Superliners at Austin, Texas, on #22 the Texas Eagle
. . . Speaking of the California Zephyr. RailPAC contributor, Ralph James, observed the following at his Sierra Nevada home: “Today both #5 and #6 had four coaches in the consist instead of the normal three. I saw one consist last week some time that also had four coaches. Don’t know if it’s a Reno coach (as was done in years past) or if it is going through to Chicago. It has happened often enough that I am fairly sure the car is in service and not just deadheading.” We forwarded his questions to Gene Poon, who replied: “The coach is going through to Chicago. I think it only runs three days a week. There isn’t going to be a Reno coach, either. Actually, operationally it would be a Sparks coach, since that is where the switching would be done. But Amtrak doesn’t want to do any switching at all, and doesn’t want to pay UP for a storage track at Sparks. UP knows how slow Amtrak is at switching and does not want Amtrak cluttering up the tracks at Reno with a switching move there. And Amtrak does not want to pay UP for a switch job which would have to stop what they are doing in time to stand by at Sparks waiting for Amtrak to show up, run from Sparks to Reno and then back, each time a coach is added or removed.”

. . . Amtrak placed its order for 130 new rail cars in July. That sounds great, right? It is until you consider that 80 of those cars will be replacements for ancient non-revenue “heritage fleet” baggage cars. Did you read the July and August issues of TRAINS magazine? To highlight how things have changed yet remain the same, the two part article, “Adventures of an Amtrak on-board service director,” by Dale Jenkins, showed how desperate Amtrak’s need for new equipment was in the earliest days of the 1970’s when Amtrak was getting started. The equipment operational problems were legendary. While that was mostly corrected with the arrival of the Viewliners, Amfleet and Horizon cars, the Superliners in the 80’s, and Superliner II in the 90’s where has been any interest by Amtrak in buying new cars on the long distance trains? Until now. The rest of the newly announced car purchase from CAF will be new Viewliner sleeping and dining cars. Low level equipment, which means they will operate only in the East and Midwest. Amfleet, Superliner, and Horizon cars are a lot newer than the equipment these new cars will replace, but we must ask again why Amtrak has not already ordered fleet expansion vehicles for the much-in-demand western long distance trains. Coincidentally, Andrew C. Selden writes that in late May Boeing announced it has a backlog of confirmed orders for its 737 aircraft, numbering more than 2000, and they are increasing production of them by about 10%. These are the aircraft that most directly compete with Amtrak in the 500 to 1500 mile markets. Airlines are responding to demand, but where is Amtrak, what with the Superliner trains selling out weeks and months in advance? RailPAC President, Paul Dyson says, “I think we are right to ask the questions as to why the Amtrak order is made up as it is. It seems to me that only in an extreme situation would a company invest so much of its hard won Capital budget in non revenue assets.”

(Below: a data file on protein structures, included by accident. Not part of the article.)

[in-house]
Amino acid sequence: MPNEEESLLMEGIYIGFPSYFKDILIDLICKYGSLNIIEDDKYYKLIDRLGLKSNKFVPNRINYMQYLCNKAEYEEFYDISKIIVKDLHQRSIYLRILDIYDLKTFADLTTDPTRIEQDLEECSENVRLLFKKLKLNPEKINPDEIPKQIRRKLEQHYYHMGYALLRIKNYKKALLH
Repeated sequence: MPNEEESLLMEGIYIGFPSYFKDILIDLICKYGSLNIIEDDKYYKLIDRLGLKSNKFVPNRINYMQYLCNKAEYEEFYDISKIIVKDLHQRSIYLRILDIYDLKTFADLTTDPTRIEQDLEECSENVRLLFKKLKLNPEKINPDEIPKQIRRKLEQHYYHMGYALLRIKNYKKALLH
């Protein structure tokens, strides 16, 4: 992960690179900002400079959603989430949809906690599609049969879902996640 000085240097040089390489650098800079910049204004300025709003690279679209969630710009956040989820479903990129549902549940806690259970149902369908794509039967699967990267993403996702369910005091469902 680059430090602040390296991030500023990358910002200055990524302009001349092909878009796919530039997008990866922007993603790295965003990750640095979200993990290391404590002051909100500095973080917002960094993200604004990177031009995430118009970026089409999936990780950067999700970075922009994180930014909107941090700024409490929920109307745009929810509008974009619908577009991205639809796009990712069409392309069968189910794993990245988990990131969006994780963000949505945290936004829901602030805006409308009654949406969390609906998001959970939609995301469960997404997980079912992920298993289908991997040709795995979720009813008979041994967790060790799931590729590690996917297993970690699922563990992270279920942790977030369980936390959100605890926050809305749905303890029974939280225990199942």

Tracking Rail News

Tracking Rail News: July 2010

Commentary and Photos by Russ Jackson

. . . On Time Performance.  Strange month, what with the mid-west heavy rains causing detours for several trains.  On June 24 heavy rain washed out the BNSF tracks just south of Las Vegas, New Mexico, with repairs expected to take a week and causing Southwest Chief passengers to be bused around it with a trainset sent via Amarillo.  We looked at the week of June 19 to 25 at Denver, CO and found the California Zephyr eastbound train #6 was late every day that week, 155 minutes on 6/19, 35 on 6/20, 7 on 6/21, 89 on 6/22, 42 on 6/23, and 89 again on 6/24.  The westbound #5, though, showed how difficult the mid-west had become by being late into Denver Union Station 630 minutes on 6/19, 152 on 6/20, 307 on 6/21, 137 on 6/22, 139 on 6/23, 206 on 6/24, and 123 on 6/25.  Some Zephyrs were detoured via Wyoming. 

Contrast that with the near-perfect performance of the Coast Starlight #11 into Santa Barbara* that week:  12 minutes late on 6/21, 1 minute late on 6/22, 7 on 6/23, and 12 on 6/24.  Meanwhile, the Sunset Limited was late 88 minutes into Palm Springs on 6/23 and only 15 minutes late on 6/25.  The great on-time record this summer for #1 and 2 has resulted in sold-out trains stretching across the travel season. 

. . . Speaking of the Sunset, as of this writing still NO word on the daily service.  Amtrak is “still in negotiations with the Union Pacific.”  While that is taking place we will say only that RailPAC agrees that Amtrak has our 1,000% support for the plan to run the train daily.  One interesting development, however, came from the City of Maricopa, the train’s stopping point “for Phoenix, Arizona.” ** Amtrak has said their goal is 8 AM and 8 PM for the train to stop in that city on an improved schedule.  ARPA’s Bill Lindley tells us “There is a sheetmetal double-wide “Amshack” at Maricopa. The gutted CB&Q dome car is no longer used, as air conditioning it was impossible.   The platform is for two cars only and is called ‘complete.'” Maricopa is opposed to the proposed schedule improvement, as it means blocking street crossings at the important morning commute hour!  That city has seen its population jump from 1,000 to 44,000 since 2000, and from personal observation of this writer, Amtrak does block one of the two crossings for upward of 20 minutes while crews are changed there.  That is nothing compared to the number of crossings during the day by Union Pacific freights, but the real answer is to return service directly into Phoenix by re-opening the West line!!!